'Family-related leave' includes maternity and paternity leave, shared parental leave, adoption leave, unpaid parental leave and parental bereavement leave.

Employees that you are furloughing for the first time (because they qualify having returned from statutory family-related leave after 10 June) are not included in the maximum number of employees cap.

You can furlough employees gained through TUPE transfers – if they were previously furloughed.

There are new TUPE provisions which mean that, in respect of a TUPE transfer after 10 June, the new employer can furlough transferred employees provided those employees were previously furloughed between 1 March and 30 June by the previous employer.

The new employer's maximum furlough number is increased correspondingly (i.e. by the number of transferring employees that were furloughed for a minimum 3-week period between 1 March 2020 and 30 June 2020 by the previous employer).

You can also furlough employees acquired from a liquidated company.

The same rules that apply in a TUPE scenario after 10 June, apply in respect of employee associated with a transfer from the liquidator of a company in compulsory liquidation where TUPE would have applied but for the fact the company was in compulsory liquidation.

The extra records and calculations required for furlough after 1 July.

To claim flexible furlough under the scheme from 1 July, you will need to know (and keep records of and the calculations for):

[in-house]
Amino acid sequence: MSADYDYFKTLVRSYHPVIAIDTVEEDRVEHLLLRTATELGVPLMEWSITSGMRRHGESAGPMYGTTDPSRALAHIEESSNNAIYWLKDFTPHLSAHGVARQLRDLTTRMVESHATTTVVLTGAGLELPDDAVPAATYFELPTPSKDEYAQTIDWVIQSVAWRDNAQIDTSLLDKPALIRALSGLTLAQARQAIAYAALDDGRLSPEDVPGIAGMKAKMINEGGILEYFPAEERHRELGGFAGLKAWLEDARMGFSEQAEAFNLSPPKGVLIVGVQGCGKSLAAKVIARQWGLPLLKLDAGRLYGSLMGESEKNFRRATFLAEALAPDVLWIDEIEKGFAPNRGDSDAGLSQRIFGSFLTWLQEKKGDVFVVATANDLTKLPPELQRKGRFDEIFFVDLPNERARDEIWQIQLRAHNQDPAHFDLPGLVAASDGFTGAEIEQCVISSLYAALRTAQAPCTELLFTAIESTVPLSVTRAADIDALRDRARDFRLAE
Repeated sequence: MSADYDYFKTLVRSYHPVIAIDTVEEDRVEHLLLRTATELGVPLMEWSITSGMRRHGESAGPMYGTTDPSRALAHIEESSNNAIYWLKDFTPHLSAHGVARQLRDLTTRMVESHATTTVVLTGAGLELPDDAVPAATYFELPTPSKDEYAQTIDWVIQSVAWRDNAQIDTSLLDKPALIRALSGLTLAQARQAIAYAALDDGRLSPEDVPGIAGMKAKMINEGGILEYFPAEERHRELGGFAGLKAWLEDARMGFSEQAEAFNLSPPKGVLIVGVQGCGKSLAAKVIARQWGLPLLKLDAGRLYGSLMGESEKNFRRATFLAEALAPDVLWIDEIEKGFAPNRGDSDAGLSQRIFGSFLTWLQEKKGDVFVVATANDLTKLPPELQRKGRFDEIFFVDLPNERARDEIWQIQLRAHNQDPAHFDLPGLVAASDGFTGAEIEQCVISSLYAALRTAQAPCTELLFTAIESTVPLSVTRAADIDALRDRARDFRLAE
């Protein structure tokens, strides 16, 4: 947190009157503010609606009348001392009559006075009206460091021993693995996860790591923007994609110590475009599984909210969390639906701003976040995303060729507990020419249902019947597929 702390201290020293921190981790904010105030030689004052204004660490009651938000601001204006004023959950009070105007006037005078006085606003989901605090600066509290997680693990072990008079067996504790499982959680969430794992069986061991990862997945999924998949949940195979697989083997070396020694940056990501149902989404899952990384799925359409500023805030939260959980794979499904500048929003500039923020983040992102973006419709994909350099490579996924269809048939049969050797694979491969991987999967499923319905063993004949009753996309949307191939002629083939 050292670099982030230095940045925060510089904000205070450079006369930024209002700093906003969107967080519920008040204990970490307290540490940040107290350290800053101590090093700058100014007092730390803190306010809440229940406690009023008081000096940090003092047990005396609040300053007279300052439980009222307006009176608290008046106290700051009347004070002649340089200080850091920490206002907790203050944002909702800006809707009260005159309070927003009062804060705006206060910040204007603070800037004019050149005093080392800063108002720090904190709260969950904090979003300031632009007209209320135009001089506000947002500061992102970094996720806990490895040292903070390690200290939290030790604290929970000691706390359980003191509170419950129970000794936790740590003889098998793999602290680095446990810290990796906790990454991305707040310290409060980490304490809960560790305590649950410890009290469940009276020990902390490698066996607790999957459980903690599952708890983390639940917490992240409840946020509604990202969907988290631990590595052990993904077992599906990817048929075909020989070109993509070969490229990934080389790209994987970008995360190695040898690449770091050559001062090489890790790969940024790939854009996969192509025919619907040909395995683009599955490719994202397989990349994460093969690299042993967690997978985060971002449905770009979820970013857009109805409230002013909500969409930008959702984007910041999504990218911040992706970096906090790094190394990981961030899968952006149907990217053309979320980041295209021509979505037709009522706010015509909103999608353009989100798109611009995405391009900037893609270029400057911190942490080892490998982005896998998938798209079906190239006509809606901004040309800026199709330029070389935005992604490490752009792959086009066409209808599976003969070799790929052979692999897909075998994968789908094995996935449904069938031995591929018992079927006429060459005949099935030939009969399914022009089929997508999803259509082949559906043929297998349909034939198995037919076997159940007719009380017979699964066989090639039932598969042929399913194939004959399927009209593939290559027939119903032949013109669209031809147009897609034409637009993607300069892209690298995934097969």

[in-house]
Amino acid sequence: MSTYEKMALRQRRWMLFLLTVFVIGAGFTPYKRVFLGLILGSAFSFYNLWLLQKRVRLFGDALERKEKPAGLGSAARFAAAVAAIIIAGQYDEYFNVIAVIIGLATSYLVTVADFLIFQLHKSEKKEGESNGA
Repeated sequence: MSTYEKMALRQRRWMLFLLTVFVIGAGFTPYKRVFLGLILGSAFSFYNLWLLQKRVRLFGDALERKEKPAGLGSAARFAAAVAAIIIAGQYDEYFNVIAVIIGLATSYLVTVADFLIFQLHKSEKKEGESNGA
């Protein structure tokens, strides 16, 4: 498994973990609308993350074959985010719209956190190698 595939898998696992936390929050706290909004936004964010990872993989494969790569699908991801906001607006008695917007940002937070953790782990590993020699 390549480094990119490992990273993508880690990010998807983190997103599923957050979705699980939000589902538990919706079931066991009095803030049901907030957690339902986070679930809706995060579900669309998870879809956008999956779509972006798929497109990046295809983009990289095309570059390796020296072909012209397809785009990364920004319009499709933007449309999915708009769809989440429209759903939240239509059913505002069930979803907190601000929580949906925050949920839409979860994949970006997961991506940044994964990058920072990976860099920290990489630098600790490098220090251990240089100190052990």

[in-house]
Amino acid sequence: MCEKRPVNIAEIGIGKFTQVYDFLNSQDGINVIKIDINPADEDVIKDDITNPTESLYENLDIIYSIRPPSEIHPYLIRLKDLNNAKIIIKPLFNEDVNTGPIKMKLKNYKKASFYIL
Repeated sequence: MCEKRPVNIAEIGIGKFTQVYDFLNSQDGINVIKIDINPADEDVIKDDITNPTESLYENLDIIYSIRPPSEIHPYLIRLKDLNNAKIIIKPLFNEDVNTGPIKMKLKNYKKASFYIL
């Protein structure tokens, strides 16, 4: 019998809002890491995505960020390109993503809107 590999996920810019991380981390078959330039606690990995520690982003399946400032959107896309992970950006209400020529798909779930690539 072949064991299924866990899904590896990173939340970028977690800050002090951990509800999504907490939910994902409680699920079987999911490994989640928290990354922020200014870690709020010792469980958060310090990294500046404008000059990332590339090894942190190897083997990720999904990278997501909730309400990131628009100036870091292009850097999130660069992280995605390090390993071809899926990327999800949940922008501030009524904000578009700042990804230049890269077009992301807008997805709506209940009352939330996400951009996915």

1. The number of usual hours the employee would work in the claim period
  2. The number of hours your employee has or will actually work in the claim period.
  3. The number of hours your employees has or will be furloughed for in the claim period.

There are examples of the various calculation scenarios employers and payroll specialists will find themselves faced with here.

There is a new way to rectify previous over-claims with HMRC.

There is a new mechanism in the claim process which will allow employers to rectify any over-claims that were made in error in a previous claim period. A previous under-claim can only be rectified by contact HMRC though (as it requires more checks).

Three things to consider following the update.

The main issues that we have been hearing about from clients are the mechanics and employee relations issues around flexible furlough pay. We therefore recommend that you consider whether the following will cause any issues in your business before you implement flexible furlough. Each situation is different but our team have helped a number of clients on these challenges so do get in contact with us if you need help with a decision on these issues.

  1. Note that furlough pay is calculated with reference to an earlier period so if you have recently applied any salary reductions across the workforce, this could result on those on 'flexible furlough' arrangements receiving higher pay for hours worked compared to the rest of your employees;
  2. Similarly, furlough pay takes into account average commission rates which may reduce when the employee returns to work, do ensure that employees understand this
  3. Finally, consider what you wish to do in relation to casual or zero hours workers and any employees who you re-engaged simply for furlough purposes. Once employers begin to contribute to the costs of furlough you may need to take a different approach to these individuals.

Learn more about coronavirus and related issues here, or get in touch to discuss your legal needs.